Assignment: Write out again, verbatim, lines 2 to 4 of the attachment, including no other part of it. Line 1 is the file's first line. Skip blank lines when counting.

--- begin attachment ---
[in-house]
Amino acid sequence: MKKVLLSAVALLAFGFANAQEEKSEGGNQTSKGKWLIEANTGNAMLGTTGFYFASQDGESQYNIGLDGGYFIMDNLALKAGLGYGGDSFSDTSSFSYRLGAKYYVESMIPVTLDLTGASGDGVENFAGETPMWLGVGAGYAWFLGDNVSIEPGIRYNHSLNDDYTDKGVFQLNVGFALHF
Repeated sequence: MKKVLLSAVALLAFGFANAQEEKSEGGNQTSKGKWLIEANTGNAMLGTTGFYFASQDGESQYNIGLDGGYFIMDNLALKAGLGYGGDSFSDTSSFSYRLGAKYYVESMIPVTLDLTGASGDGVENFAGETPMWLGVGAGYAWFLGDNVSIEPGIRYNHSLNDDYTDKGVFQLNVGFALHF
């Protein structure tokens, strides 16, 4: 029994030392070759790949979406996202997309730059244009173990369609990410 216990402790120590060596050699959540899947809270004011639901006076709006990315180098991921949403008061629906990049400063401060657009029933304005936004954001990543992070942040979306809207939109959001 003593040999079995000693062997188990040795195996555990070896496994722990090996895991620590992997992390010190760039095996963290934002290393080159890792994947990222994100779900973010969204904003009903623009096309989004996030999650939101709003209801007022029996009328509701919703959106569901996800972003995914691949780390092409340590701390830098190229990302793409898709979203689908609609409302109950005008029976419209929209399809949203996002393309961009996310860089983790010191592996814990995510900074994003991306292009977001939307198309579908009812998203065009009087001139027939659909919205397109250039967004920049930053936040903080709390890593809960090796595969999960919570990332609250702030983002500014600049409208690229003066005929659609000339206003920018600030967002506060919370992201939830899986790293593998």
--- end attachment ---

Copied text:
Amino acid sequence: MKKVLLSAVALLAFGFANAQEEKSEGGNQTSKGKWLIEANTGNAMLGTTGFYFASQDGESQYNIGLDGGYFIMDNLALKAGLGYGGDSFSDTSSFSYRLGAKYYVESMIPVTLDLTGASGDGVENFAGETPMWLGVGAGYAWFLGDNVSIEPGIRYNHSLNDDYTDKGVFQLNVGFALHF
Repeated sequence: MKKVLLSAVALLAFGFANAQEEKSEGGNQTSKGKWLIEANTGNAMLGTTGFYFASQDGESQYNIGLDGGYFIMDNLALKAGLGYGGDSFSDTSSFSYRLGAKYYVESMIPVTLDLTGASGDGVENFAGETPMWLGVGAGYAWFLGDNVSIEPGIRYNHSLNDDYTDKGVFQLNVGFALHF
């Protein structure tokens, strides 16, 4: 029994030392070759790949979406996202997309730059244009173990369609990410 216990402790120590060596050699959540899947809270004011639901006076709006990315180098991921949403008061629906990049400063401060657009029933304005936004954001990543992070942040979306809207939109959001 003593040999079995000693062997188990040795195996555990070896496994722990090996895991620590992997992390010190760039095996963290934002290393080159890792994947990222994100779900973010969204904003009903623009096309989004996030999650939101709003209801007022029996009328509701919703959106569901996800972003995914691949780390092409340590701390830098190229990302793409898709979203689908609609409302109950005008029976419209929209399809949203996002393309961009996310860089983790010191592996814990995510900074994003991306292009977001939307198309579908009812998203065009009087001139027939659909919205397109250039967004920049930053936040903080709390890593809960090796595969999960919570990332609250702030983002500014600049409208690229003066005929659609000339206003920018600030967002506060919370992201939830899986790293593998």